Senate Judiciary Democrats to Assistant AG: Why Didn’t DOJ Investigate President’s Actions?

Washington October 10, 2019 – Senate Judiciary Committee Ranking Member Dianne Feinstein (D-Calif.) and all committee Democrats today called on the Justice Department to explain why it decided to not investigate President Trump’s solicitation of foreign interference in the 2020 election during a phone call with the Ukrainian president.

            “On its face, the White House memorandum of the July 25 call raises significant questions, including what was done following the call to follow through on the president’s requests,” the senators wrote. “Since this matter involves allegations about the president’s conduct, and given this president’s stated belief that he has the ‘absolute right to do what I want to do with the Justice Department,’ it is important to ensure that the department has acted in an objective, independent manner in declining even to investigate this matter.”

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            Full text of the letter follows:

October 10, 2019

 

The Honorable Brian Benczkowski

Assistant Attorney General

Criminal Division

U.S. Department of Justice

950 Pennsylvania Avenue, NW

Washington, DC 20530

 

Dear Assistant Attorney General Benczkowski:

We request an explanation of the Department’s decision that “no further action was warranted” in connection with President Trump’s July 25 call with Ukraine President Volodymyr Zelensky.

As you know, an August 12 whistleblower complaint alleged that President Trump was “using the power of his office to solicit interference from a foreign country in the 2020 election.” The Intelligence Community Inspector General confirmed that the complaint was “credible” and of “urgent concern.”

The Justice Department instructed the Director of National Intelligence not to provide Congress with the whistleblower complaint, as is required by law. [50 U.S.C. § 3033(k)(5)(C)]. Instead, the Office of Legal Counsel (OLC) advised the DNI that the “appropriate action” was to refer the matter to the Department’s Criminal Division. We understand that the CIA General Counsel had also referred the whistleblower’s allegations to the Criminal Division for investigation.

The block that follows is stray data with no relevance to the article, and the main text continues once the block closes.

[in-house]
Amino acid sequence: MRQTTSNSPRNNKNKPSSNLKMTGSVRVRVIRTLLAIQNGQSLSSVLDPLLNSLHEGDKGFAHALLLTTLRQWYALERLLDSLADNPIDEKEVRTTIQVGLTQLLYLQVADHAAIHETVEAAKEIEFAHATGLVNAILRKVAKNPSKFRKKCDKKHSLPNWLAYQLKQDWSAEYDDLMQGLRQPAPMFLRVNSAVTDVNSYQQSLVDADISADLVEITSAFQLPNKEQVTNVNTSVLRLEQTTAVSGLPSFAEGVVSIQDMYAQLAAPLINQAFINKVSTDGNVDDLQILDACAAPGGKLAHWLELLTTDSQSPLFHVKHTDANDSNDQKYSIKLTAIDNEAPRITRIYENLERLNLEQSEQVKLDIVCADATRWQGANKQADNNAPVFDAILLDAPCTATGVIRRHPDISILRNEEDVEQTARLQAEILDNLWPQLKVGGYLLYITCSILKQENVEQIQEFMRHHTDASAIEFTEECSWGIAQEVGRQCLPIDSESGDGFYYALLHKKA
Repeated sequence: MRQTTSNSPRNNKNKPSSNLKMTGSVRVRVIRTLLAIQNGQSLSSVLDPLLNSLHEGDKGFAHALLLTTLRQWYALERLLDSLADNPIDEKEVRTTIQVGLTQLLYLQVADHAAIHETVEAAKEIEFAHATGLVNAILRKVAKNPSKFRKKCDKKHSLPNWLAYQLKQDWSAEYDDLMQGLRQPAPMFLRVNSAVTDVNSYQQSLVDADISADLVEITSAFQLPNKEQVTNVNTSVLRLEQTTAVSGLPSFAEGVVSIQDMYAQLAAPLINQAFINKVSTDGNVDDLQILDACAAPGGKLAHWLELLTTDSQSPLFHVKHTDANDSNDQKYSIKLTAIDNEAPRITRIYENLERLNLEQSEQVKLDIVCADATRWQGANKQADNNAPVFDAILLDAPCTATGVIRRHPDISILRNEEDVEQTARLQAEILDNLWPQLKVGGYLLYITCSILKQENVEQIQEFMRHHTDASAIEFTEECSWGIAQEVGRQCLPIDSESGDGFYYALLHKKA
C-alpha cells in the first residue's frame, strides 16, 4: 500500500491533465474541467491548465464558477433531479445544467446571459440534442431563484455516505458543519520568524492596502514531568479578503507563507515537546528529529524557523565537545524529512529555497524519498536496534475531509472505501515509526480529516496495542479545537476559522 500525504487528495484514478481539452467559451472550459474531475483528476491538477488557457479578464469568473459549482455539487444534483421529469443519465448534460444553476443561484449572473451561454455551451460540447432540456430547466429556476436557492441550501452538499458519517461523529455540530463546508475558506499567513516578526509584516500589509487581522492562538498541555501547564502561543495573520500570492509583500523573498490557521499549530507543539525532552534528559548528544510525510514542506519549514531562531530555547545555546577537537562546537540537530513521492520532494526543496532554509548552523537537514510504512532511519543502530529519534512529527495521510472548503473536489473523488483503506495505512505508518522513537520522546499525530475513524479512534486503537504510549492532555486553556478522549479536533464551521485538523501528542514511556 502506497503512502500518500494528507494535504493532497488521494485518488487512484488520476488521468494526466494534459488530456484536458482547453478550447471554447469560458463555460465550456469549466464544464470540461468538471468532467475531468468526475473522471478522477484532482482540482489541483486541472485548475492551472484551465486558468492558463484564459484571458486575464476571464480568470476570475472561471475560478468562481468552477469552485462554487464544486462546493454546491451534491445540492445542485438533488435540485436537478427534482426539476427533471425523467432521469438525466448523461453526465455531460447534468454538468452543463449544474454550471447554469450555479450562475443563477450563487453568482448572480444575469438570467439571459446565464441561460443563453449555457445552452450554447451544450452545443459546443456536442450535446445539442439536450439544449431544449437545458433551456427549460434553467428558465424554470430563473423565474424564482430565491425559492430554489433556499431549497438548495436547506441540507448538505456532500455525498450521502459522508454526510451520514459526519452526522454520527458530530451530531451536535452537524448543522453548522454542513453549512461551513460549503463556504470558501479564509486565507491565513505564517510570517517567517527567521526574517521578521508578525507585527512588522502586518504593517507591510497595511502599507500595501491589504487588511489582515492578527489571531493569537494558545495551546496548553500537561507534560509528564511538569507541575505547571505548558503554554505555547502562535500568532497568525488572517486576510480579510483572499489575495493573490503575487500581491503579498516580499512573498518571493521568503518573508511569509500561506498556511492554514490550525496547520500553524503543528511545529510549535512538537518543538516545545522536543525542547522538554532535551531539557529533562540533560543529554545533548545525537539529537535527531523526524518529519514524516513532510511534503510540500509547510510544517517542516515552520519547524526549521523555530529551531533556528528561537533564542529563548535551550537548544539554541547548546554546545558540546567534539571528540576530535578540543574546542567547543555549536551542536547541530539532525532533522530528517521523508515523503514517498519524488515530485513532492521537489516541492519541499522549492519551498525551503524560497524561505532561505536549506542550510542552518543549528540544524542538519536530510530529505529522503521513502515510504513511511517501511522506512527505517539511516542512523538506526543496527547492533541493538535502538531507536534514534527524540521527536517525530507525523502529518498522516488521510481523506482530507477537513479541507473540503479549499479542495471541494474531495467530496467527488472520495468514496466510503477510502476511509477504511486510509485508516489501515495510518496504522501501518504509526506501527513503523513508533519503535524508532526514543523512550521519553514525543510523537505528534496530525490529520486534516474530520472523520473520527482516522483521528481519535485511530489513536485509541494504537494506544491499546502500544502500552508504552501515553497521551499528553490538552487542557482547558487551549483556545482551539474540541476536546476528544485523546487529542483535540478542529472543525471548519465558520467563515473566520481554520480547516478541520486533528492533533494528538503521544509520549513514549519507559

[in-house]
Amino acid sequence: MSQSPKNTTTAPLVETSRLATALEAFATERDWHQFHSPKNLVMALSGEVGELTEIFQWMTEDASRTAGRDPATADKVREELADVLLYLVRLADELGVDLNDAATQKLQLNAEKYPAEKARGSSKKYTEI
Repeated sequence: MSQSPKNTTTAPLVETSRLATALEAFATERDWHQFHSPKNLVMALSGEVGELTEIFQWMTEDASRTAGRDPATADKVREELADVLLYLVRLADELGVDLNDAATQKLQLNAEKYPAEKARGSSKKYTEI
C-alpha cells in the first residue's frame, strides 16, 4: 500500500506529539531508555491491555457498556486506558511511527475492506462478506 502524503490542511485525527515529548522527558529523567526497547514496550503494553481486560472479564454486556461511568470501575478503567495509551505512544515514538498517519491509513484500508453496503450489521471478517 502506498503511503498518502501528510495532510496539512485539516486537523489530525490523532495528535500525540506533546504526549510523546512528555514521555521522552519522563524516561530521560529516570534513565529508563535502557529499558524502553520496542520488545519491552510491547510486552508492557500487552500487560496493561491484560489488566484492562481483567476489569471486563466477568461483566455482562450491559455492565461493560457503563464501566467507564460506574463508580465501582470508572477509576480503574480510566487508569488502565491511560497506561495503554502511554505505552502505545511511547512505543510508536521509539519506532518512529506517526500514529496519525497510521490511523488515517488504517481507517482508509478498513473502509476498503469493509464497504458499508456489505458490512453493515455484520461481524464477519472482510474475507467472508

After the White House released a memorandum of President Trump’s July 25 call with Ukraine President Zelensky, the Department of Justice issued a brief press statement that the Criminal Division had concluded that “there was no campaign finance violation” and “no further action was warranted.”

It is not clear to what extent, in reaching this decision, the Criminal Division consulted with the Department’s Public Integrity Section, as is required in all matters involving the “corruption of the election process.” [Justice Manual § 9-85.210]. It is also unclear whether the Criminal Division referred the matter to the Federal Election Commission (FEC), in accordance with a memorandum of understanding that requires the Department to do so “as promptly as possible,” even if the Justice Department determined not to pursue the matter. [43 Fed. Reg. 5441].

On its face, the White House memorandum of the July 25 call raises significant questions, including what was done following the call to follow through on the President’s requests. Since this matter involves allegations about the President’s conduct, and given this President’s stated belief that he has the “absolute right to do what I want to do with the Justice Department,” it is important to ensure that the Department has acted in an objective, independent manner in declining even to investigate this matter.

We therefore ask that you provide the following information no later than October 24:

  1. What Department components and individuals were consulted prior to the Department’s concluding that “no further action was warranted”?
  2. What evidence did the Department consider beyond the summary of the July 25 call, if any?
  3. Did the Department refer the matter to the FEC as required?
  4. Did the Department consider whether President Trump or any other individuals, including but not limited to other Executive Branch officials and Rudy Giuliani, violated any statutes other than 52 U.S.C. § 30121 in connection with the conduct described in the whistleblower complaint?
  5. What role did OLC play in the Department’s decision that “there was no campaign finance violation” and “no further action was warranted”?
  6. Did OLC evaluate whether the whistleblower complaint implicated potential criminal violations before OLC concluded that the complaint should be referred to the Criminal Division rather than forwarded to Congress?

Thank you for your prompt attention to this request.

Sincerely,

 

Dianne Feinstein

United States Senator

 

Patrick Leahy

United States Senator

 

Richard J. Durbin

United States Senator

 

Sheldon Whitehouse

United States Senator

 

Amy Klobuchar

United States Senator

 

Christopher A. Coons

United States Senator

 

Richard Blumenthal

United States Senator

 

Mazie K. Hirono

United States Senator

 

Cory A. Booker

United States Senator

 

Kamala D. Harris

United States Senator